He's remindedonce again that there has been, functionally, no progress there, and that indeed there are multiple ways of viewing the WTC at this point in time.
It's where what effectively amounts to a show trial is now scheduled to be turned into a media circus.
It's where literally thousands of people are waiting for closure and rebirth.
It's also where petty scrabbling and pathetically disgusting incompetence has led to no reconstruction.
... what I really want to talk about here is the WTC as metaphor: a metaphor for how screwed up things really are.
After eight years in which the views and interests of, inter alia, the Port Authority, NYPD, MTA and EPA, the several governors of New York and New Jersey, lease-holder Larry Silverstein, various star architects, the insurance companies, contractors, unions and lawyers, the families of the bereaved, their self-appointed spokespersons, the residents of lower Manhattan and, yes, even the fish of the Hudson river have all been duly consulted and considered, this is what we've got: a site of mourning turned into a symbol of defiance turned into a metaphor of American incompetence—of things not going forward. It is, in short, the story of our decade.
Think of it this way: as long as the WTC is not rebuilt, things will not get better. There is a malaise here, a sickness unto the heart, the ritual self-loathing of what once was the great liberal tradition in the United States, poisoned by greed and corruption from within and deliberately targeted for subversion from outside.
Rebuild the WTC. Rebuild it now.
The empty hole where the WTC used to stand is a symbol of American impotence. 9/11 was traumatic not just because of the terrible personal losses of those who lost loved ones that day. What makes a loss traumatic is the helpless rage evoked by the victimization. America was rendered helpless on that terrible day and all who watched the planes fly repeatedly into the twin towers and saw those poor doomed souls falling to their deaths, who watched those towers come down, felt the helplessness deep in their emotional cores. When George W. Bush, in his finest moment, stood on top of the pile of rubble and announced we were coming, it was a necessary turn from mourning to action, psychologically necessary even if the action taken was poorly executed.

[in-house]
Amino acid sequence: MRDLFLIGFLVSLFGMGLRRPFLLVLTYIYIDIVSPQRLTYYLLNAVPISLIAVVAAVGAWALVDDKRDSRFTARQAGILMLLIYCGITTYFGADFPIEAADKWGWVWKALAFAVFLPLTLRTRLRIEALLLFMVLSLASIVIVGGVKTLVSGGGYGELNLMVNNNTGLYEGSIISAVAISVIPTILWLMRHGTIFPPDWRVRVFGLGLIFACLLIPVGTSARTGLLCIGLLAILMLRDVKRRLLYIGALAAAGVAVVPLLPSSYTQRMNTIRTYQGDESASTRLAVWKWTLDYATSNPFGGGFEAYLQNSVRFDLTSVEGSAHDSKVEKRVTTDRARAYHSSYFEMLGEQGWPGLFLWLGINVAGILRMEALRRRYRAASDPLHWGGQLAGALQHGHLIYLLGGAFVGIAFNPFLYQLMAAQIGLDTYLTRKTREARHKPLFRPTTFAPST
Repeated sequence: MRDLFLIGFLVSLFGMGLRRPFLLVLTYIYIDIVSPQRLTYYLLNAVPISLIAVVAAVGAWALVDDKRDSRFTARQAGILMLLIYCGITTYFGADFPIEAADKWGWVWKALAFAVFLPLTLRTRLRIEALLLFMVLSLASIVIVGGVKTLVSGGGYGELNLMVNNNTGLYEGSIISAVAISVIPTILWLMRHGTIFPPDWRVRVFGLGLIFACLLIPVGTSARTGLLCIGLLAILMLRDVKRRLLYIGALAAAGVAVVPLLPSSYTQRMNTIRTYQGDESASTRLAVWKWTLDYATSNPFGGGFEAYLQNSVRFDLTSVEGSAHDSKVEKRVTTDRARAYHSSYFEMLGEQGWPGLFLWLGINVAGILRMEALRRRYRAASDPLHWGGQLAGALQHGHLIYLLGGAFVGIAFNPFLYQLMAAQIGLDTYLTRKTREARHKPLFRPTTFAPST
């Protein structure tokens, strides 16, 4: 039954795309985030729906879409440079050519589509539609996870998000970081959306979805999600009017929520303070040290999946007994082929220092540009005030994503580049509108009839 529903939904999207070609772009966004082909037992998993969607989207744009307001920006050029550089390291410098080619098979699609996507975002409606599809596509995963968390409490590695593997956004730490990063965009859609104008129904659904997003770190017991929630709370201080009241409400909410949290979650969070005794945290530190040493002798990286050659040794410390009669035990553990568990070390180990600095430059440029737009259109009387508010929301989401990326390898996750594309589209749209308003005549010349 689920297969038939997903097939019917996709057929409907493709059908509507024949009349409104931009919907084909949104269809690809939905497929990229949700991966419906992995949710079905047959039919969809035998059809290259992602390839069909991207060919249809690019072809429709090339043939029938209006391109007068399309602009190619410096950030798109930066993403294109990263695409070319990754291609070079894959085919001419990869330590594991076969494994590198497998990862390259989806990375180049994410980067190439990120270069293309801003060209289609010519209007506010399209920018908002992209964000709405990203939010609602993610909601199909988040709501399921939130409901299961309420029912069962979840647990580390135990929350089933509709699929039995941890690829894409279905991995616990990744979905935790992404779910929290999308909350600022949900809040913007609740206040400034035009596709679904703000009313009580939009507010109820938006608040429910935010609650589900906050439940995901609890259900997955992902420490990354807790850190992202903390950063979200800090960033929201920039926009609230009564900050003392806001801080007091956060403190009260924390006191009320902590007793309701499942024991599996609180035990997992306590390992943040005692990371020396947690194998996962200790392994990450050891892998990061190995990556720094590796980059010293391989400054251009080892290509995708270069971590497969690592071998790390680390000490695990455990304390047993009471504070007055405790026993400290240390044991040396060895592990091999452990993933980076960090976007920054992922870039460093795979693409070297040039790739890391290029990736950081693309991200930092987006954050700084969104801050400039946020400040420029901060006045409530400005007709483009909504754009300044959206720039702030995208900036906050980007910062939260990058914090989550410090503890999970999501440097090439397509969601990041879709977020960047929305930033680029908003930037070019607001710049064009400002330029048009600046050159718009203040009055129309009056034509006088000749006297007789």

We have now returned to a pre-9/11 passivity in our National Defense. (I am not here discussing any actual details of how our defensive posture may have changed or whether or not our military is carrying the fight to our enemies but of the atmospherics, the zeitgeist, which is much more significant at the moment.) By returning KSM to the scene of the crime (rather than dealing with him in a military tribunal that would mete out justice, an active position, versus the enforced passivity of the legal forum) the Obama administration is reawakening the trauma. When the vast majority of people are opposed to treating KSM with the kids gloves required in our legal system and their wishes are ignored, the sense of powerlessness returns. Just as the abused child is secondarily traumatized by the parents refusal to listen, those who were traumatized by 9/11 can be re-traumatized by our "parents" refusal to listen. But where a traumatized child is forced to remain passive, the once traumatized American people may well not remain passive. The Tea party movement is an expression of the adaptive defense of turning passive into active. The movement can only grow with each new insult.